Federation of German Industry (BDI) President Siegfried Russwurm speaks during a hybrid press statement following a top-level meeting of the Alliance for the Future of Industry (Buendnis Zukunft der Industrie) at the economy ministry in Berlin, Germany, 22 May 2023. EPA-EFE/CLEMENS BILAN


German Industry chief says AfD ‘is harmful to the future of our country’


The president of the Federation of German Industries says AfD is bad for business.

Siegfried Russwurm has spoken out against the fast-growing Alternative für Deutschland (AfD) party, saying it promotes a “harmful” backward turn.

“Germany thrives on cosmopolitanism and international trade probably more than any other major country in the world,” he told Berliner Morgenpost in an interview on December 19.

“A political movement that calls for a backward turn to nationalism is harmful to this country, to the economy and to Germany’s reputation and success in the global context,” Russwurm said.

“We would do well to clearly oppose the AfD’s statements in public: To say clearly that voting for them is not a harmless protest, but a [vote for a] party that is harmful to the future of our country and of all of us.”

An election victory for the AfD would, according to Russwurm, mean skilled foreign workers would be more difficult to recruit, among other things.

“If you also have to worry about being openly hostile on the street, this is deeply deterrent and cannot be repaired by money and high-quality work,” he warned.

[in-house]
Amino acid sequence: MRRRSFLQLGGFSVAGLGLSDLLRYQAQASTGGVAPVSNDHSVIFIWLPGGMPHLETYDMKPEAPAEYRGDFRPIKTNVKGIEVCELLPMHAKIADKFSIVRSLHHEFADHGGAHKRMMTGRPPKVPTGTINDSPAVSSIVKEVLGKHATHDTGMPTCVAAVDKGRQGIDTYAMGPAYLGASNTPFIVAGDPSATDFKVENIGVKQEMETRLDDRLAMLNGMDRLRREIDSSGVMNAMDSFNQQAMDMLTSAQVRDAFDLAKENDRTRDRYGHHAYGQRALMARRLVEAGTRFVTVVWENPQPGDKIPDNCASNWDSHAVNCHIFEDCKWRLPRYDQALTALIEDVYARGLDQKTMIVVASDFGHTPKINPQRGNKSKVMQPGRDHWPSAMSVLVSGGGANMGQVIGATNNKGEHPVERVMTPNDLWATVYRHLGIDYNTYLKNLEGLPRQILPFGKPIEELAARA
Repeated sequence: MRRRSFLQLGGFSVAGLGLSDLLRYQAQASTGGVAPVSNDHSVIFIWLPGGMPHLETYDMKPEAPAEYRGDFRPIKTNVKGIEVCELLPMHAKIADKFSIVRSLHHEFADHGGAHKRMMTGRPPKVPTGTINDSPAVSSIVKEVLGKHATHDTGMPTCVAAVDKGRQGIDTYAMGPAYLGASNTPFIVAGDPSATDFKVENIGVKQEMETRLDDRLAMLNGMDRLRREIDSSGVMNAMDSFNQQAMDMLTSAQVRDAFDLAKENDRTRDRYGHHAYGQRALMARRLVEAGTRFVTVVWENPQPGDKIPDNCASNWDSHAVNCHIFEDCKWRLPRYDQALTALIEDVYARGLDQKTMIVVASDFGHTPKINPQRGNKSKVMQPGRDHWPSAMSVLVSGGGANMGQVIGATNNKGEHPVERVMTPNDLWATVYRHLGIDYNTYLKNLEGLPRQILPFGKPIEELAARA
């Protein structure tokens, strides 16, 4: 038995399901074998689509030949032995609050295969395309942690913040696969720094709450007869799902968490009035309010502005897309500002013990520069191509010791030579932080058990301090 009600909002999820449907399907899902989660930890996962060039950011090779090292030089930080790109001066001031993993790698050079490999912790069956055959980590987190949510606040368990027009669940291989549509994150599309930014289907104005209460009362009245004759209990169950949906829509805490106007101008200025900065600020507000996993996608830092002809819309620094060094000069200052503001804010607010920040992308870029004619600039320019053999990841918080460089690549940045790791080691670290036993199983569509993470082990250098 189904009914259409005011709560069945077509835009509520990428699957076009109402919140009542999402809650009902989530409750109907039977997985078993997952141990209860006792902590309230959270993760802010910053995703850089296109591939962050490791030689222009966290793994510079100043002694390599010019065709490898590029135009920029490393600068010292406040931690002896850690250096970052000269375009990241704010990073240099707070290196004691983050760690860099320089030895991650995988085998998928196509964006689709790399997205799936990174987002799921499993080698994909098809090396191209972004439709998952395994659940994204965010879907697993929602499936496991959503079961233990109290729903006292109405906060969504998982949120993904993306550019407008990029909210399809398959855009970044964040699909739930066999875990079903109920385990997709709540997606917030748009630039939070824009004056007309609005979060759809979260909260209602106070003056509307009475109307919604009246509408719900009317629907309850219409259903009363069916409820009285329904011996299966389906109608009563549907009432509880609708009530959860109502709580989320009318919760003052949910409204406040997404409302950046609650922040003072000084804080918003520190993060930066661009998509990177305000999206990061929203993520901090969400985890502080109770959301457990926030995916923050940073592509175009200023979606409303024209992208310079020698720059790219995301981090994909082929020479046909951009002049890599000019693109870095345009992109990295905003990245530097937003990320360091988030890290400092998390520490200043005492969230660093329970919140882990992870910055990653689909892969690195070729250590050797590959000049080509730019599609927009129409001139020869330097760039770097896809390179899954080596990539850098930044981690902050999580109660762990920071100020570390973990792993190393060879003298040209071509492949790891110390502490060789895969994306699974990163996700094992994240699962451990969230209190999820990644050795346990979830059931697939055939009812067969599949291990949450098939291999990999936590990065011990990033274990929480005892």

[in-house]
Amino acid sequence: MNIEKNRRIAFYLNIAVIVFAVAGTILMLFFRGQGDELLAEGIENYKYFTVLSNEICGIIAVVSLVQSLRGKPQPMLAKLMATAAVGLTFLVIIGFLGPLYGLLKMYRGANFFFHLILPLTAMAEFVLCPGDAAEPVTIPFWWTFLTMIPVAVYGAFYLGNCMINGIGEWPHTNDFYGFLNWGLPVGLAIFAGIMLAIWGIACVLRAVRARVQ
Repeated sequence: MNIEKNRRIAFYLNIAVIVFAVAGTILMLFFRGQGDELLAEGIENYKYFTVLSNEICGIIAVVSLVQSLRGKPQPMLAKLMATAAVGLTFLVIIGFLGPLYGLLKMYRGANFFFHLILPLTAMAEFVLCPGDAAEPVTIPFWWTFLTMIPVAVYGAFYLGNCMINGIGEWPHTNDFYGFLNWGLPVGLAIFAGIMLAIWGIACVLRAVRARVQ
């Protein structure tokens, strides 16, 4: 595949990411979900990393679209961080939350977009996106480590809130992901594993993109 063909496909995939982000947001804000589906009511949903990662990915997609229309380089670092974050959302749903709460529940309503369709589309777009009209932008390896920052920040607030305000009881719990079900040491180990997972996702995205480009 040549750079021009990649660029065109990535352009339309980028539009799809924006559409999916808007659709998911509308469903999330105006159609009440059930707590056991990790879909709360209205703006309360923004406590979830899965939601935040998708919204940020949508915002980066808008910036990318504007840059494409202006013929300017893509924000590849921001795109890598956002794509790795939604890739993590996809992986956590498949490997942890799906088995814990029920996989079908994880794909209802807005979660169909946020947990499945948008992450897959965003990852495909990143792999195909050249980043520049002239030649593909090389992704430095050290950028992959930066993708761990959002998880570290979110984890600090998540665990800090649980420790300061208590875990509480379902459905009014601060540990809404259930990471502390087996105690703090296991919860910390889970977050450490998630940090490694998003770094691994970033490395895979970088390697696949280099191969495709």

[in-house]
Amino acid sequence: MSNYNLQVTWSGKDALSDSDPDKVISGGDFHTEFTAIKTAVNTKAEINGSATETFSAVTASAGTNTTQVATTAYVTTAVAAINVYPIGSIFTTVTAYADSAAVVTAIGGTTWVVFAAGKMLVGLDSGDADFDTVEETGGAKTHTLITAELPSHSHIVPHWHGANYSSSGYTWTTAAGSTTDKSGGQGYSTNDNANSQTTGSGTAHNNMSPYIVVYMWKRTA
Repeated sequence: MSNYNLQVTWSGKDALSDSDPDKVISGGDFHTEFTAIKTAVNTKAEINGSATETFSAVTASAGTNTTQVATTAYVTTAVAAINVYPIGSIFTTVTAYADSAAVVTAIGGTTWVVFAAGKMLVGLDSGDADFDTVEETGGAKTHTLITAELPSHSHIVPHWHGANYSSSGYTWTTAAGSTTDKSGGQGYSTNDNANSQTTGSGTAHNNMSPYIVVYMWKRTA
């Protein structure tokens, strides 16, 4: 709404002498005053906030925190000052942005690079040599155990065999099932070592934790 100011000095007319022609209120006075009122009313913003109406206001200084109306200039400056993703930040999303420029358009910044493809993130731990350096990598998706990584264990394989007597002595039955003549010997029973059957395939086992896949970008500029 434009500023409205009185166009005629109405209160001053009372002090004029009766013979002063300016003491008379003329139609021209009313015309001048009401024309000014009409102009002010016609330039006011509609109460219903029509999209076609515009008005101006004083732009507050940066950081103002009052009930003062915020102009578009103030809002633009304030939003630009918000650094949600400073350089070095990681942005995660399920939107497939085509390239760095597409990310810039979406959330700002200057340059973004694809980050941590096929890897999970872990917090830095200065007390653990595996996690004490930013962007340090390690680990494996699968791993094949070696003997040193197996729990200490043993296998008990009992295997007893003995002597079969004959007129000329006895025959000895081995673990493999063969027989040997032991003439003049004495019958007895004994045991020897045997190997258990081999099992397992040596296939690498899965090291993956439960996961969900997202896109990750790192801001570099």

Junge Freiheit noted that Russwurm has connections with the German Socialist Party (SPD) and also appeared as a speaker at the party congress of the Greens.

Interior minister and fellow SDP MP Nancy Faeser had previously urged businesspeople to stay away from the AfD. She cautioned against what she called the “creeping normalisation” of right-wing extremist and populist views.

Russwurm said he applauded those in the German business community who had already positioned themselves against the AfD. “It’s not a question of voting for one or the other Democratic party. Rather, the AfD is about the question of keeping damage away from our country and opening people’s eyes to it.

“I am happy about every colleague from the companies who make this very clear.”

Germany is struggling economically, with industrial production nosediving. High energy prices and inflation are also driving domestic companies abroad.

The parlous state of the economy is reportedly part of the reason the AfD is soaring in the polls. Against that, many industry leaders recoil from the party, saying it is made up of “far-right extremists”.

Despite the strong warnings including from the church and all other political parties, AfD keeps growing in public popularity. It is projected to take state elections in Saxony, Thuringia and Brandenburg.

On December 18, the AfD won its first mayoral election, with Tim Lochner becoming Mayor of Pirna in Saxony.